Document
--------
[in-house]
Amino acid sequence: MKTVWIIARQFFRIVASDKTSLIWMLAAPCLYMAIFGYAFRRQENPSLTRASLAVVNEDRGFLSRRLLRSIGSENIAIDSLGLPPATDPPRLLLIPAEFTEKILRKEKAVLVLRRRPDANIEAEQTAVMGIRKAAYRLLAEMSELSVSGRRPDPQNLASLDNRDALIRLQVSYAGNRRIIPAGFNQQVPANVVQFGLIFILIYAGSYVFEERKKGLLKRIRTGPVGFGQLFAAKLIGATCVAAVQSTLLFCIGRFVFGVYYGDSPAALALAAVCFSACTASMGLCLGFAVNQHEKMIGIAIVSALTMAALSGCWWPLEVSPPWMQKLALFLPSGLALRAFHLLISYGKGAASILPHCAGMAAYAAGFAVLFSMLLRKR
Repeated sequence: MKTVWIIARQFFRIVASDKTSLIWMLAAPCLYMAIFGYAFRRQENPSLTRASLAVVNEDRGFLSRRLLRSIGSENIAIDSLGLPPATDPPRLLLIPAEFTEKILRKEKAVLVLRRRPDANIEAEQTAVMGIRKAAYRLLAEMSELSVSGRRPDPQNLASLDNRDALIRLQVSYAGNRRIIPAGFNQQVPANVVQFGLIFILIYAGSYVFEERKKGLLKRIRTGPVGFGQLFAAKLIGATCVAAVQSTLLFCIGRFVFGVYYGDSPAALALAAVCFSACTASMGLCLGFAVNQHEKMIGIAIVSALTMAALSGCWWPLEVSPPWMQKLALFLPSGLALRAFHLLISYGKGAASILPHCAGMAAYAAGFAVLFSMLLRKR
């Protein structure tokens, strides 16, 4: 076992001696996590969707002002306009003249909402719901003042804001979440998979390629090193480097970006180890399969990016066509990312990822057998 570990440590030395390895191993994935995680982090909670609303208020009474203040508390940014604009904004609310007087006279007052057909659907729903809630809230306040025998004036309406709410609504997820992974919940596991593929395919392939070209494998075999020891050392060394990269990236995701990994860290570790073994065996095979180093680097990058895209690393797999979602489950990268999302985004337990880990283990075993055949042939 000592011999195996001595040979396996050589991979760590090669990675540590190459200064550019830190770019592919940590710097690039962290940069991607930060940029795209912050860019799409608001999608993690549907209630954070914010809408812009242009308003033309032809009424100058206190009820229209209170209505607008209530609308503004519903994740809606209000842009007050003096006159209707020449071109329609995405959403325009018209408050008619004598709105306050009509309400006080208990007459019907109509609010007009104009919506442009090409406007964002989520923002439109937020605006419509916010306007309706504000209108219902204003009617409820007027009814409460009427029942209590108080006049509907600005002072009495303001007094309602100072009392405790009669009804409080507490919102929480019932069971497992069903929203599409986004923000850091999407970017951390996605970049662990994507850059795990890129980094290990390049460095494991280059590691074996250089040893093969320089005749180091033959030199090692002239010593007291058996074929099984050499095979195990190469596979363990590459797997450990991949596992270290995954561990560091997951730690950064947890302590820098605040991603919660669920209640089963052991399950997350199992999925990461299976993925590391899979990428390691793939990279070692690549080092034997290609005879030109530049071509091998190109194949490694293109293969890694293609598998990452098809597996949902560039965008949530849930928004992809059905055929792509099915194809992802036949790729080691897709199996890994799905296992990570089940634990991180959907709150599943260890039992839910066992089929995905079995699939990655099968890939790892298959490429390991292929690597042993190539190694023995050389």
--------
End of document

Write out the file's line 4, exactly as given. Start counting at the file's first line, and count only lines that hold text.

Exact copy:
């Protein structure tokens, strides 16, 4: 076992001696996590969707002002306009003249909402719901003042804001979440998979390629090193480097970006180890399969990016066509990312990822057998 570990440590030395390895191993994935995680982090909670609303208020009474203040508390940014604009904004609310007087006279007052057909659907729903809630809230306040025998004036309406709410609504997820992974919940596991593929395919392939070209494998075999020891050392060394990269990236995701990994860290570790073994065996095979180093680097990058895209690393797999979602489950990268999302985004337990880990283990075993055949042939 000592011999195996001595040979396996050589991979760590090669990675540590190459200064550019830190770019592919940590710097690039962290940069991607930060940029795209912050860019799409608001999608993690549907209630954070914010809408812009242009308003033309032809009424100058206190009820229209209170209505607008209530609308503004519903994740809606209000842009007050003096006159209707020449071109329609995405959403325009018209408050008619004598709105306050009509309400006080208990007459019907109509609010007009104009919506442009090409406007964002989520923002439109937020605006419509916010306007309706504000209108219902204003009617409820007027009814409460009427029942209590108080006049509907600005002072009495303001007094309602100072009392405790009669009804409080507490919102929480019932069971497992069903929203599409986004923000850091999407970017951390996605970049662990994507850059795990890129980094290990390049460095494991280059590691074996250089040893093969320089005749180091033959030199090692002239010593007291058996074929099984050499095979195990190469596979363990590459797997450990991949596992270290995954561990560091997951730690950064947890302590820098605040991603919660669920209640089963052991399950997350199992999925990461299976993925590391899979990428390691793939990279070692690549080092034997290609005879030109530049071509091998190109194949490694293109293969890694293609598998990452098809597996949902560039965008949530849930928004992809059905055929792509099915194809992802036949790729080691897709199996890994799905296992990570089940634990991180959907709150599943260890039992839910066992089929995905079995699939990655099968890939790892298959490429390991292929690597042993190539190694023995050389």